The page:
29Volini  gel/ Bengay etc for aches and  painsor any other equivalent
30Iodine or chlorine tablets  for water purificationavailable in Kathmandu- this is important as mineral  water bottles are expensive; for overseas visitors you can get iodine tablets in REI and other large outdoor outlets
31Electral or any other rehydating saltsCarry a few small packets  of electrolyte - useful to have mixed with water if dehydrated
32some spare plastic bags to pack  wet stuff, dirty clothes etc  
33Book in case you want to read on the way and IPOd for music optional!
34Two  small locks one for your duffle bag and one for your room in case the lodge does not have a lock
35Clothes line with hooks on either side in case you want to hang up your wet clothes to dry outside!!
36Super Glue To patch up boots that may give way!
37Face mask For dust, cold winds etc available in kathmandu
38Extra shoe laces one pair
39Binoculars 

Sujoy Das

sujoyrdas@gmail.com

Tel: +91 9831054569

CANCELLATION CHARGES

If it becomes necessary to cancel your tour, you must notify South Col Expeditions immediately in writing by email or letter. Once we receive your notice, cancellation will take effect. Please note that the following charges will apply on cancellation:
• if cancellation takes place more than 45 days prior to departure, your full deposit will be returned except a processing charge equivalent of 5% of trip cost, excluding the service tax component
• if cancellation takes place between 45 and 30 days prior to departure, 50% of the tour price will be forfeited
• if cancellation takes place less than 30 days prior to departure, 100% of the tour price will be forfeited.
The tour price is quoted as a package. No partial refunds or credit will be given for services not used. We recommend that you obtain cancellation travel insurance upon booking. If you can replace your spot by getting someone else to take that seat cancellation charges would be waived completely and you would only be charged the processing fee of 5%.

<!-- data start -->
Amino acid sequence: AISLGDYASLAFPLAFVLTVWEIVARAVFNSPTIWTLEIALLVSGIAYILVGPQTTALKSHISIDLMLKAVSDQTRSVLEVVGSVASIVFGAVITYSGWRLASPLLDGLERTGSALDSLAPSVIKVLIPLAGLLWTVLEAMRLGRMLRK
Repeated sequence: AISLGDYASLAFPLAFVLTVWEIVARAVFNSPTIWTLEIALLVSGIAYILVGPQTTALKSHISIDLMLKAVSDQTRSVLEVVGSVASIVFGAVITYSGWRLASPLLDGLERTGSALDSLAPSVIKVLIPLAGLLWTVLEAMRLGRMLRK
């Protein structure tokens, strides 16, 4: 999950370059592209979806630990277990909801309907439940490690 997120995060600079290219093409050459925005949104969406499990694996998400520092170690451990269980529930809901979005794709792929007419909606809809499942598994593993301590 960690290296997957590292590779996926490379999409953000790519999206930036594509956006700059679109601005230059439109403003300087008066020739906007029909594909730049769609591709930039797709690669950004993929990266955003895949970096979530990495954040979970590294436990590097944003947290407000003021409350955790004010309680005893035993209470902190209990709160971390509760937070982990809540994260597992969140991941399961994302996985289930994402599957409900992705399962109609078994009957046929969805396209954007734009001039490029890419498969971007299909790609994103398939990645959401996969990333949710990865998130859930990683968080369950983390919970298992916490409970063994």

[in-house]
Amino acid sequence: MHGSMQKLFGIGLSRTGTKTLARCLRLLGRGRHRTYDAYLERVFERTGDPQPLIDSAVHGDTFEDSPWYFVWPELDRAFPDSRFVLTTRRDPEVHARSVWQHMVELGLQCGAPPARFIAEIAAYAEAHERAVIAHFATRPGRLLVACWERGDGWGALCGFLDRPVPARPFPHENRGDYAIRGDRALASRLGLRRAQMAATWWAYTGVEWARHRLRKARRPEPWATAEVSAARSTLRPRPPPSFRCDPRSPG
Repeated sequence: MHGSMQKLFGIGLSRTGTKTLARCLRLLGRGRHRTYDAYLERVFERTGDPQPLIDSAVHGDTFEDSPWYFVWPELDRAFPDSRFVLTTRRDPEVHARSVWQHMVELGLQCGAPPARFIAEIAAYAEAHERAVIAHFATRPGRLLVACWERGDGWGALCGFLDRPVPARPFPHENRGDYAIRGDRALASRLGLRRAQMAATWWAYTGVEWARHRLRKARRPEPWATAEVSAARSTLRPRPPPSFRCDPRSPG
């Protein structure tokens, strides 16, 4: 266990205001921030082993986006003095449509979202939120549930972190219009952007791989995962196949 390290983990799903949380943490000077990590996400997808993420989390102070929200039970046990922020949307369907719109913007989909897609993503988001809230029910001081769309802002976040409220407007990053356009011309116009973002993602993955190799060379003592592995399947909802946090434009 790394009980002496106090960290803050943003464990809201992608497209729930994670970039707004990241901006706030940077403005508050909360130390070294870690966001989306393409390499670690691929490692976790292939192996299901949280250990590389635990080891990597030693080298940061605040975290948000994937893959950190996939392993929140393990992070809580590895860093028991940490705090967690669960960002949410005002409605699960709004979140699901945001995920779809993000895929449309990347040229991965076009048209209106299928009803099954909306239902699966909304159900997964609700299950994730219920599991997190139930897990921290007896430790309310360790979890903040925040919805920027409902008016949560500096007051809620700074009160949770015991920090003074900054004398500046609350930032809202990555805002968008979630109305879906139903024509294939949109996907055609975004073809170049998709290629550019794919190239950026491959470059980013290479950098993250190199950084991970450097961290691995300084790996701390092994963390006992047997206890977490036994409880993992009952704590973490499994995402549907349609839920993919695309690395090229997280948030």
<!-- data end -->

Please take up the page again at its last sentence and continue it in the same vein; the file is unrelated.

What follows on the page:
IN CASE OF LEAVING THE GROUP
If due to illness or any other reason a client has to leave the group and go down or wait at a lodge for the group to pick him/her up on the way back or return to Leh, all expenses including lodging, fooding, transport and any porter/guide related expenses if any are to be borne by the individual client over and above the trek fees paid for the trek. There are also no refunds for leaving a trek before completion.

HIRING OF PONIES ETC
In the eventuality of a client needed the services of a pony to come down to lower altitudes, the cost of hiring the pony will be paid by the client.

DELAYS DUE TO BANDHS, STRIKES AND OTHER FORCE MAJEURE EVENTS
In the event of a delay in starting or ending the trek due to issues beyond the control of South Col, additional costs if any arising out of the same would have to be borne by the clients.

TREK ROUTE
The trek route and day wise schedule will be fixed by South Col and will have to be followed by the client.

RISKS AND LIABILITY
The trek is in a remote mountain area and has certain additional dangers and risks, some of which include: physical exertion for which the client should be prepared; weather extremes subject to sudden and unexpected changes; remoteness from normal medical services; evacuation difficulties.
In the event of injury or illness South Col Expeditions (Sujoy Das) or its Staff can, at the clients cost arrange any medical treatment and emergency evacuation service as it or they deem necessary for the health and safety of the client.